But opera companies have another strategy as well — to resurrect/rehabilitate forgotten works of proven masters. For Giacomo Puccini, the main beneficiary among his lesser-known operas has been La Rondine, a slight work with a mostly gorgeous score that has enjoyed a growing number of performances in recent years. Puccini’s extremely negative recorded comments on his first full-length opera, Edgar, seem to have kept the inquisitive away. The chief revelation of this 2008 Teatro Regio Torino staging of the full four-act Edgar is how right Puccini was to dismiss the work as hopeless. That does not mean, however, that the resulting DVD isn’t of interest. With strong male leads and a colorful, handsome staging by Lorenzo Mariani (with costumes and sets by Maurizio Balò), this Edgar makes for a mostly entertaining show.

After the initial failure of Edgar, Puccini convinced his publisher to find him another librettist than Ferdinado Fontana, indicating the theatrical sharpness that would guide the creation of the composer’s masterpieces to come. For Fontana, as judged by Edgar, was a hopeless librettist — narratively sluggish and prone to lumbering attempts at flights of poetry that never leave the ground. The opera’s basic story bears a strong resemblance to that of Wagner’s Tannhäuser — a young man can’t choose between a woman who excites him physically (Tigrana) and a more innocent woman who touches his heart (Fidelia). Fontana attempts a sort of love rectangle with the addition of Frank, another admirer of Fidelia who ends the opera at Edgar’s side, helping to restore Edgar’s reputation after his dalliance with Tigrana and flight to the army has led him to fake his own death. The story veers between being oppressively obvious and elliptically obscure. Later Puccini works would show the composer comfortable with sharp changes of mood and place between acts that require an audience to “catch up” with the story. That strategy doesn’t work here because the characters in Edgar, hobbled by Fontana’s verse, haven’t made a claim on the audience’s involvement.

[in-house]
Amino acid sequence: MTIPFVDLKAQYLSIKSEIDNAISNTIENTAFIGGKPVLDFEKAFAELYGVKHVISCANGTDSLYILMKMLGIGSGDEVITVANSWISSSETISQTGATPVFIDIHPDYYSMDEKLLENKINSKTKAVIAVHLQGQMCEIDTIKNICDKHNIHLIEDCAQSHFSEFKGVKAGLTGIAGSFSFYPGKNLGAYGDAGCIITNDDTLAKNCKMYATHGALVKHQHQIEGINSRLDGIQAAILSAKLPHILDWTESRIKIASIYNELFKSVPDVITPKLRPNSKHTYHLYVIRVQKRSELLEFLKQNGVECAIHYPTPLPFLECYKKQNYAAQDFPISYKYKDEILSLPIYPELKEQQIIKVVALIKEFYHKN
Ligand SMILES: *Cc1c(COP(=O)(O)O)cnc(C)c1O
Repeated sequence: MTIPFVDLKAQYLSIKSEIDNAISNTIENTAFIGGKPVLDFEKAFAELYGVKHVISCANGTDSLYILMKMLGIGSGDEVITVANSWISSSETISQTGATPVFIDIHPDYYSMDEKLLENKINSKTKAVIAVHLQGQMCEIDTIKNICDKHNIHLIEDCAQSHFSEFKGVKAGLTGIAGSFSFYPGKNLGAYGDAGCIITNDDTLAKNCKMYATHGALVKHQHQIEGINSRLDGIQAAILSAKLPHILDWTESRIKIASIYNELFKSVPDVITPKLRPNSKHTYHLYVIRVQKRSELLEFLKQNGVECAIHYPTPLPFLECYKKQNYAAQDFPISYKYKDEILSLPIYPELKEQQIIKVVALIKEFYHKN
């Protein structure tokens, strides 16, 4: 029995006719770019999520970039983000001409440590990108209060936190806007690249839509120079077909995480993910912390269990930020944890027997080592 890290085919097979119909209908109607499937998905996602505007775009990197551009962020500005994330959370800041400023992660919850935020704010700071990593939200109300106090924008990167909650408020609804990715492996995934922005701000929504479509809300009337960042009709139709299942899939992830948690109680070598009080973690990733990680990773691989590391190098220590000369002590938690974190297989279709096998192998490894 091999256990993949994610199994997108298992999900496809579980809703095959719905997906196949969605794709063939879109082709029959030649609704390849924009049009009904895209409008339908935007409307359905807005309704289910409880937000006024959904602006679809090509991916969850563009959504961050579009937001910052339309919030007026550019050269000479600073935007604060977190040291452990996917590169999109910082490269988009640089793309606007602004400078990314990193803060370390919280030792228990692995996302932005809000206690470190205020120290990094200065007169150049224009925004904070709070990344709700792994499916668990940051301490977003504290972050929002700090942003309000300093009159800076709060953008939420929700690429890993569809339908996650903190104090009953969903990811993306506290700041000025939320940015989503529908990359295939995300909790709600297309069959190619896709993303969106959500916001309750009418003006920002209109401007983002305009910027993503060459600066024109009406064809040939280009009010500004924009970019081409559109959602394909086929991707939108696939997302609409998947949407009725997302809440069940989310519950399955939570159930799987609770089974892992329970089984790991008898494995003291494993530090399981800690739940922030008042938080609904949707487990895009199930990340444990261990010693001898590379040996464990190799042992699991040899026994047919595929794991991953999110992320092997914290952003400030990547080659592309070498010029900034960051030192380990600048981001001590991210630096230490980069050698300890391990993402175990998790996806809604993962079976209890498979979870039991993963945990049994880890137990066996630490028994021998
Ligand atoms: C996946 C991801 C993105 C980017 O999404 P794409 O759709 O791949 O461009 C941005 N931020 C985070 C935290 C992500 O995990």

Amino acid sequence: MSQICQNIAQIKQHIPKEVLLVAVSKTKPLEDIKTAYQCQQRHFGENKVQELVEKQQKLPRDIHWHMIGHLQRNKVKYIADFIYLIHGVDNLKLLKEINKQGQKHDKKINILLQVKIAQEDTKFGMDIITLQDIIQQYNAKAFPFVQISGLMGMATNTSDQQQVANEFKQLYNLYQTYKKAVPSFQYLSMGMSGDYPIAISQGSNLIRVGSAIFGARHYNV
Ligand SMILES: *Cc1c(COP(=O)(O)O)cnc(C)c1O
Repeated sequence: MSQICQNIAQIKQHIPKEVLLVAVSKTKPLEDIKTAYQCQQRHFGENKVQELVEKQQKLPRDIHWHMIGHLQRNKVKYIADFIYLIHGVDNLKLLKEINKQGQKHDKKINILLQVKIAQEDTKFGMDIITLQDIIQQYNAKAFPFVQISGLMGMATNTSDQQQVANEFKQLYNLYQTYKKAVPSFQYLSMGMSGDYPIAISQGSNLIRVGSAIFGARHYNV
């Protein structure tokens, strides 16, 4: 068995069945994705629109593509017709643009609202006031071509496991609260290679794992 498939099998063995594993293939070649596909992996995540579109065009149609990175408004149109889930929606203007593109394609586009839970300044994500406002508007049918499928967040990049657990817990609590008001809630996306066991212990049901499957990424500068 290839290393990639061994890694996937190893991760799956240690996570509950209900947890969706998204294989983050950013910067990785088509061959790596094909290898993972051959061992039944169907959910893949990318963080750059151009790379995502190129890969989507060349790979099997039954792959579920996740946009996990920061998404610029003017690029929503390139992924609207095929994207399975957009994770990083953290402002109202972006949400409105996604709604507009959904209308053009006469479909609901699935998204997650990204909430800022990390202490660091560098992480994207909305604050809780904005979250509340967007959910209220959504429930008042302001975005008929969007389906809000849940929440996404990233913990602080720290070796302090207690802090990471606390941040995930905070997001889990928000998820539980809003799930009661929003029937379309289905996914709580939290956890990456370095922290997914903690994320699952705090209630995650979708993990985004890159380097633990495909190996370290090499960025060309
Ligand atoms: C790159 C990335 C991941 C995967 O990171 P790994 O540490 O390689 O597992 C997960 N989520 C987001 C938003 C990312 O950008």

José Cura’s portrayal of Edgar gains strength as the character darkens; the callow youth of the opening scene doesn’t fit him as well. The voice is as idiosyncratic as ever, with lines of forceful energy interspersed by unfortunate growls and yelps for high notes. A less charismatic tenor might sing the entire role better, but really only a stage animal like Cura has a chance of making the character believable at all. Cura is well-partnered in several key scenes by Marco Vratogna’s Frank, a very masculine and credible rival and, later, friend of the hero. Frank has a brief solo early on and not much of interest to sing after that, but Vratogna manages to hold his own anyway.

The two key female roles are less happily cast. Julia Gertseva has no choice but to ham up the overtly sexual, murderously jealous Tigrana. She is at least fun to watch and sings with attractive tone. As Fidelia, Amarilli Nizza never recovers from a long opening scene where her soprano sounds overly mature and strained. She does somewhat better in the last act, but her character’s passivity has long wore out her welcome by then.

Although the full blossoming of Puccini’s melodic talent was yet to come, much enjoyable music can be found in the score. Unfortunately, conductor Yoram David and the Torino forces sound tentative and undernourished. Be prepared, by the way, in the fourth act (discarded fairly early on by Puccini) to hear a great deal of the last act duet between Tosca and Cavaradossi.

Strangely, Richard Eckstein’s booklet essay ends abruptly with an ellipsis. Before that sudden conclusion, the writer covers the errant history of the opera satisfactorily. The Blu-Ray edition does a great job of presenting the bold colors and designs of the set and costumes. Only historical accuracy can explain the bizarre helmet of crow feathers Vratogna’s Frank and other soldiers have to sport in the third act.

Put the disc in your player expecting no more than some occasional patches of fine music and a great deal of insight into the early stages of Puccini’s career, and this Edgar will justify its existence.

Chris Mullins

 

Send to a friend

Send a link to this article to a friend with an optional message.

Friend's Email Address: (required)

Your Email Address: (required)

Message (optional):